I’m reading “Ken Burns’s Civil War: Historians Respond,” a collection of essays critiquing the famous 1990 documentary on the most important war in American history. Today I came across Leon Litwack’s essay in the book that struck me. It reminded me of a post I wrote recently about historical memory and why archivists need think creatively about what sources we collect and preserve to make sure the past and all its participants are well documented.
I’ve copied an excerpt from the essay below. Its well-written and thoughtful, but its from the perspective of a historian and doesn’t address the role that archivists, librarians, and curators also play in shaping history. If the record isn’t collected and preserved in the first place, then its going to be a lot harder for Litwack’s historians and filmmakers to do justice to that history.
Archivists must be part of this conversation too.
And when we collect the records that contain the neglected parts of history, its our responsibility to tell people what we have make sure they can get to the information they actually need.
I feel like a lot of archivists are really jealous of our power of appraisal and that we can decide what stays in the archive. Some of my colleagues would bristle at the thought of historians telling us what we should collect. And I understand- archives don’t exist just for historians (they aren’t even the majority of our patrons anyways) and we can’t collect based on what historians want today. But I think we need to take their input very seriously and use it to shape our collecting criteria.
What kinds of sources do historians want? When we don’t have what they want, what do historians use to tell a story instead? We have to look beyond particular subjects and think more broadly about record types and the ways that important information gets stored in non-traditional ways, just look at how Litwack describes the explosion of understanding that resulted when historians actually paid attention to a few “non-traditional” record types in the 1960s.
Over the past century, the power of historians and filmmakers to influence the public, to reflect and shape attitudes and popular prejudices, has been amply demonstrated, often with tragic consequences. Rummaging through the past, filmmakers did not simply reinforce prevailing racial, ethnic, and patriotic biases; they helped to create and perpetuate them. The motion picture fixed in the minds of millions of Americans the image of black men and women as a race of buffoons and half-wits, sometimes amusing, sometimes threatening, almost always less than human. Historians, for their part, succeeded in mis-educating several generations of Americans. What dominated their perceptions (and distortions) of the past were the views of exceptional people who left the most easily accessible records, the kind of people who possessed the income, leisure, and literacy that permitted them to record their thoughts in journals, diaries, autobiographies, and letters. Historian Richard Hofstadter once wrote of Thomas Jefferson, “The leisure that made possible his great writings on human liberty was supported by the labors of three generations of slaves.” The history of working-class men and women, rural and urban, white and black, was thought to be impossible to retrieve because historians relied upon and felt most comfortable with the kinds of records and documents ordinary people have not usually kept.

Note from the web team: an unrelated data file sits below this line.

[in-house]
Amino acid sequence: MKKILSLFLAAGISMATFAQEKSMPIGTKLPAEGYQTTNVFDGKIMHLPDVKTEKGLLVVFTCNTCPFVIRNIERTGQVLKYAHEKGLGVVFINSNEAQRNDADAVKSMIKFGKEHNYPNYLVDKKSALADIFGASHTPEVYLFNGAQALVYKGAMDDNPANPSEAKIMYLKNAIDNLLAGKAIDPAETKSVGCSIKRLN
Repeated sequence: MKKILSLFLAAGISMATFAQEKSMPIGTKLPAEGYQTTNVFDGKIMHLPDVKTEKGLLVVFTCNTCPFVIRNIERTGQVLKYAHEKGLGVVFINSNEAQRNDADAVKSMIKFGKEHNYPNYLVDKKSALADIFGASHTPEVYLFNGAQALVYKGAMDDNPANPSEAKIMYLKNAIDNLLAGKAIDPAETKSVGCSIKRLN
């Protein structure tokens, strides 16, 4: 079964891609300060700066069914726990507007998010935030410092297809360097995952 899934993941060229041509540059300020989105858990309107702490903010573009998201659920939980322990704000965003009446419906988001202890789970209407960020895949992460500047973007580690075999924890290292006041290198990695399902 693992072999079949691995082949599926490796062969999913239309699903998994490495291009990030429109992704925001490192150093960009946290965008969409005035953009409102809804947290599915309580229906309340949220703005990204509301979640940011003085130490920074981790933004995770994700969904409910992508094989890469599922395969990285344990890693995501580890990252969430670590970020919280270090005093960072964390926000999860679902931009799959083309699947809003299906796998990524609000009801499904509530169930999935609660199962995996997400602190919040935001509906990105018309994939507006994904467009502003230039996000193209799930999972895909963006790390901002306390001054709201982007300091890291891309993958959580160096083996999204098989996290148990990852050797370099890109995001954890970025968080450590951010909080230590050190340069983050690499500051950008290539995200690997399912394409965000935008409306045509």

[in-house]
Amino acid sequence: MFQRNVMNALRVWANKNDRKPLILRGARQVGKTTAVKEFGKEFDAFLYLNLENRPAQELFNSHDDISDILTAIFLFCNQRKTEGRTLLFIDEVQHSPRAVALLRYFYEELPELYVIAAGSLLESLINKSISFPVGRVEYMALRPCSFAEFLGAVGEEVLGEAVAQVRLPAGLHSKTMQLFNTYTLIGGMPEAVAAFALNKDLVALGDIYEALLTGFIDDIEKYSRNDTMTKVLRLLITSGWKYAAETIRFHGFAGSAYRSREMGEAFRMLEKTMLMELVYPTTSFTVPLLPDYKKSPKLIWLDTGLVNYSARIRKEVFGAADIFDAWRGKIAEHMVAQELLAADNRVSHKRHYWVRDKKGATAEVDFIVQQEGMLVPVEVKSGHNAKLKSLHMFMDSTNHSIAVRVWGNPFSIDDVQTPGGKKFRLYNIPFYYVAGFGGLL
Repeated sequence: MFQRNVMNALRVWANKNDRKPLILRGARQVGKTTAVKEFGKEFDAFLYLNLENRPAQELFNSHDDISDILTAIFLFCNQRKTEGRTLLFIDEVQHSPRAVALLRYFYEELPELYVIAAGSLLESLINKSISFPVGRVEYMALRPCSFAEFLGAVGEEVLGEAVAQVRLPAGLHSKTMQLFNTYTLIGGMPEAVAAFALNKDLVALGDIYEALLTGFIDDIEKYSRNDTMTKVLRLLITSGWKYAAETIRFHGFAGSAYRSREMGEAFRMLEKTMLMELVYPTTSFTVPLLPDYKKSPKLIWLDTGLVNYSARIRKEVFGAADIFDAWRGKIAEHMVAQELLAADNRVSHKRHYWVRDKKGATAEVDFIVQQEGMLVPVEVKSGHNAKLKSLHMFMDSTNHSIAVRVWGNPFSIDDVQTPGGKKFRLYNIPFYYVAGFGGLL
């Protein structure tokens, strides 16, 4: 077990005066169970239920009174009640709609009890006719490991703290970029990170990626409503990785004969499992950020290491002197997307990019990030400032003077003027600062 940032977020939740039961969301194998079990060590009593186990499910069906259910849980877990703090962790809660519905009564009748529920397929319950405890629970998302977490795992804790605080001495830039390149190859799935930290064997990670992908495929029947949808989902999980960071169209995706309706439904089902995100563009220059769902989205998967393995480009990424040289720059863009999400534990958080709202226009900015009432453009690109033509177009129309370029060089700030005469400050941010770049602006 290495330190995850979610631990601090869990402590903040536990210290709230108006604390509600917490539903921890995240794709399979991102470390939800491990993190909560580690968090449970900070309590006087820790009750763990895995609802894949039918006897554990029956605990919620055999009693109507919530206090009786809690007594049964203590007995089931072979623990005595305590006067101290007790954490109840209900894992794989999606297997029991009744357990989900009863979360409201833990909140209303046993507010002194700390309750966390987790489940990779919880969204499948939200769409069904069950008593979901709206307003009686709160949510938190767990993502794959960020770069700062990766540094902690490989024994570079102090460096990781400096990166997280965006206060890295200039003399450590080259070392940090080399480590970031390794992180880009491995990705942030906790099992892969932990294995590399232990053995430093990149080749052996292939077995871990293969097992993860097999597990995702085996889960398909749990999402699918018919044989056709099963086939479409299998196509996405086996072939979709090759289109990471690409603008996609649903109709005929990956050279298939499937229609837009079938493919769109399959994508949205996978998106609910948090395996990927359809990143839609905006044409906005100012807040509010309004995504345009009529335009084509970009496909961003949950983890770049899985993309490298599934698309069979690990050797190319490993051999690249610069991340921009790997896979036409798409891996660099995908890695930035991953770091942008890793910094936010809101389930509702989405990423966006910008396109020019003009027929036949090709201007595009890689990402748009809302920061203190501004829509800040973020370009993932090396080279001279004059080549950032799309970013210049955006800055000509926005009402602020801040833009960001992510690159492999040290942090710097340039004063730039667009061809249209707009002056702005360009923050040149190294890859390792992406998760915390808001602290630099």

The way history is interpreted, taught, and portrayed on the screen does have consequences. African Americans, in particular, have seen the cinema and historical scholarship used frequently and effectively to reinforce and perpetuate racial stereotypes that underscored their inferiority and justified their repression.For years, filmmakers provided audiences a view of slavery that acted out the version propagated in one of the leading textbooks of American history, co-authored by two eminent historians, Samuel Eliot Morison of Harvard University and Henry Steele Commager of Columbia University. “As for Sambo,” they insisted, “there is some reason to believe that he suffered less than any other class in the South from its ‘peculiar institution.’ The majority of slaves were adequately fed, well cared for, and apparently happy…. Although brought to America by force, the incurably optimistic Negro soon became attached to the country, and devoted to his ‘white folks.'”